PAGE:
YEMEN: Purge of ex-leader's kin
President Abed Rabbo Mansour Hadi removed his predecessor's son and nephews from powerful security posts on Wednesday in the most dramatic step yet in sidelining old regime figures, according to the nation's state-run media. Former President Ali Abdullah Saleh, who stepped down in early 2012 after more than a year of protests against his rule, placed relatives and loyalists in top military and government posts over his 33-year rule. Fireworks went off in the capital, San'a, and the second largest city, Taiz, after the announcement. Hadi, Saleh's vice president, took over in a power transfer brokered by powerful Gulf neighbors and backed by the United States. Hadi effectively ordered Saleh's son and two nephews to leave the country by posting them abroad.
CUBA: Cooperating with the U.S.
Cuba and the United States may be longtime enemies with a bucket overflowing with grievances, but the fast return of a Florida couple who fled U.S. authorities with their two kidnapped children shows the Cold War enemies are capable of remarkable cooperation on many issues. Joshua Michael Hakken and his wife, Sharyn, are accused of kidnapping their young sons from the custody of Sharyn's parents and sailing with them to Havana. Cuba promptly informed the State Department of the couple's weekend arrival on the island, and worked with U.S. officials to send the family home swiftly. They arrived Wednesday in Tampa to be put in jail.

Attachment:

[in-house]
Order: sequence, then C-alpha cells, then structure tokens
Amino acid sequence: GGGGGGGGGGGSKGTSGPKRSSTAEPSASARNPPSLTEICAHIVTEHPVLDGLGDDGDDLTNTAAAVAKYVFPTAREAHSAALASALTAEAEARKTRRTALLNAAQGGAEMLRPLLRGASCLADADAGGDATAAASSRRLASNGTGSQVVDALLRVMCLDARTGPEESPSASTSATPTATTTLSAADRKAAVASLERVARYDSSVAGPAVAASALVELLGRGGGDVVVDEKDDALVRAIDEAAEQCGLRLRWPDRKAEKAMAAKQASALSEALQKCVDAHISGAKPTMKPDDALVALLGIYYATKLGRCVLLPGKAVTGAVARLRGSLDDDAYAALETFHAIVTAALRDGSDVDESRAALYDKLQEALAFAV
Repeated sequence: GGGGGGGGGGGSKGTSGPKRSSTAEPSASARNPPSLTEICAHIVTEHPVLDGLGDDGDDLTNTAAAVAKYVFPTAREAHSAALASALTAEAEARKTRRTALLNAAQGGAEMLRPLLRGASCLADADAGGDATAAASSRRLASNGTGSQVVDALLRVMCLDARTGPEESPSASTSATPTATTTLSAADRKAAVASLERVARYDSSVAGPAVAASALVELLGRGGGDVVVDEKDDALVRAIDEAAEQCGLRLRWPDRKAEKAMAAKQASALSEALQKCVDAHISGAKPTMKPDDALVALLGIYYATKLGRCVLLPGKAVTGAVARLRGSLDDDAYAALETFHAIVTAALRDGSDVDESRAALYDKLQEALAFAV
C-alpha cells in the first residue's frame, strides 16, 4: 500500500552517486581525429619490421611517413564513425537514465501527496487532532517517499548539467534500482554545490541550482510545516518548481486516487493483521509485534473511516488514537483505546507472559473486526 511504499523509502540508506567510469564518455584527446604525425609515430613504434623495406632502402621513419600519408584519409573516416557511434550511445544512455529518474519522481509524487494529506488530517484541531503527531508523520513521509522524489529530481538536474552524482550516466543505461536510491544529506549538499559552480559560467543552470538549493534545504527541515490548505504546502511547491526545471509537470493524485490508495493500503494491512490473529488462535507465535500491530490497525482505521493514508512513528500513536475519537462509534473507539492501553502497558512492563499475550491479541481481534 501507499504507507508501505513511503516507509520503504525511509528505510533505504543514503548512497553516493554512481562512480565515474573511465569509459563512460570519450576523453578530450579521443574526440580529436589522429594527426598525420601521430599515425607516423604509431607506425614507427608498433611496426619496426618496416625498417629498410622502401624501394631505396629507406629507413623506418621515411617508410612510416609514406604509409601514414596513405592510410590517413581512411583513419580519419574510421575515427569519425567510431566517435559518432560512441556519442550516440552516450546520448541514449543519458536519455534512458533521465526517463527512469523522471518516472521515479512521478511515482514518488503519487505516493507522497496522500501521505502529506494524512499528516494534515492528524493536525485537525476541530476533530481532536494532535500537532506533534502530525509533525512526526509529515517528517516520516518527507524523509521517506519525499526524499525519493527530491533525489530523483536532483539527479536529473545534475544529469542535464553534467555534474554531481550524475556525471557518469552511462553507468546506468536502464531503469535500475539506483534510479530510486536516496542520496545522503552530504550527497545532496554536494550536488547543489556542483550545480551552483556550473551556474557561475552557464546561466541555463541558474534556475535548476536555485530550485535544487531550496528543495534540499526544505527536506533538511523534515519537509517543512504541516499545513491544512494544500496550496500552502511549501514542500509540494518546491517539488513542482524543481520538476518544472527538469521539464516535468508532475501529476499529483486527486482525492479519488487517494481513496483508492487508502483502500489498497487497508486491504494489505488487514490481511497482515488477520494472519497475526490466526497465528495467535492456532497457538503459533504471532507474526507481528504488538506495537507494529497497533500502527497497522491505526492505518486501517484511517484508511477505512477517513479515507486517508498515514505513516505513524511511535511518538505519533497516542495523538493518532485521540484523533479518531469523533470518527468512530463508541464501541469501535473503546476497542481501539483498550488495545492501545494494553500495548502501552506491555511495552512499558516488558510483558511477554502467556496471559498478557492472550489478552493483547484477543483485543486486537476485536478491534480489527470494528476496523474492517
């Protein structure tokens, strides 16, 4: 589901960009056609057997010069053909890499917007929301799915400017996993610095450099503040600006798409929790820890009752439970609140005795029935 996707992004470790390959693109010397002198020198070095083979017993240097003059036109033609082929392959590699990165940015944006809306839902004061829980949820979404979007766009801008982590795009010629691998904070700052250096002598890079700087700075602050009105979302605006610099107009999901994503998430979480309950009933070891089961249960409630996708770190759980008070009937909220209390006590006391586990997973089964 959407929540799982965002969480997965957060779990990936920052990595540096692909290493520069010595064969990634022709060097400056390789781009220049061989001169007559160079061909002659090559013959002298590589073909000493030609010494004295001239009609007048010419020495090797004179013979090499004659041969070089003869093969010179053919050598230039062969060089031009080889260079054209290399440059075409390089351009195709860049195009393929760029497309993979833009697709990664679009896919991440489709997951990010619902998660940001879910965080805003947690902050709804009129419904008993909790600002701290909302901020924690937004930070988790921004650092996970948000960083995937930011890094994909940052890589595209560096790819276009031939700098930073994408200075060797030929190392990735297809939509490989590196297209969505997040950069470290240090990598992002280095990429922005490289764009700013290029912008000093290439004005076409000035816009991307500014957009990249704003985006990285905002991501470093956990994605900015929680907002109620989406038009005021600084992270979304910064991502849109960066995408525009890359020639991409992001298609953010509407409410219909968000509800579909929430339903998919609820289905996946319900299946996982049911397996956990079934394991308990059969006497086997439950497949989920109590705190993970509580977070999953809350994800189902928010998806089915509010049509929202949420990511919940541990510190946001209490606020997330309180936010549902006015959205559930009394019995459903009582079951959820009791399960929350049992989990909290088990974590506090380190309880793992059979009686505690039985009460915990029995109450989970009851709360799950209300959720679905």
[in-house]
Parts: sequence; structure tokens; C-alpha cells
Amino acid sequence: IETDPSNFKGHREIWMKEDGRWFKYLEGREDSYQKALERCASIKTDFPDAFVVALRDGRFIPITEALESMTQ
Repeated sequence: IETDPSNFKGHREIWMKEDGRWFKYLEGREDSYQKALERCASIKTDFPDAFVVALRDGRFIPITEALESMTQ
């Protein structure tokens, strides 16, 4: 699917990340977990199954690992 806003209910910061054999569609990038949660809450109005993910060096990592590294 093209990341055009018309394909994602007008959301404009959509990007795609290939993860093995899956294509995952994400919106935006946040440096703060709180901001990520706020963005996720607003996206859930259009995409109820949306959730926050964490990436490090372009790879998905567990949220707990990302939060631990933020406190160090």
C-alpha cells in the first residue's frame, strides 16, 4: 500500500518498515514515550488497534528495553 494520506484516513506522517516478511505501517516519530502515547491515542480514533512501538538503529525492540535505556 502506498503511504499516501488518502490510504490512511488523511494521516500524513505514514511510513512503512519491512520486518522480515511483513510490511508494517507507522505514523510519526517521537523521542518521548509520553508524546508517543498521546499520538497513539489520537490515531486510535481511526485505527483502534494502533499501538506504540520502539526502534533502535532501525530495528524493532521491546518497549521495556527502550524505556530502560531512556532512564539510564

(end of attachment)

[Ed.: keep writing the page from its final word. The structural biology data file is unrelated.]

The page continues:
JAPAN: Nuclear plant's woes continue
A rat causing a power outage by short-circuiting a temporary switchboard. Another blackout occurring as workers install anti-rat nets. Holes in the linings of huge underground tanks leaking radioactive water. The crippled Fukushima Dai-ichi plant has run into multiple problems recently that highlight its precarious state more than two years after its reactors melted down in a devastating earthquake and tsunami. A makeshift system of pipes, tanks and power cables meant to carry cooling water into the melted reactors and spent fuel pools inside shattered buildings remains highly vulnerable, Nuclear Regulation Authority chairman Shunichi Tanaka acknowledged Wednesday.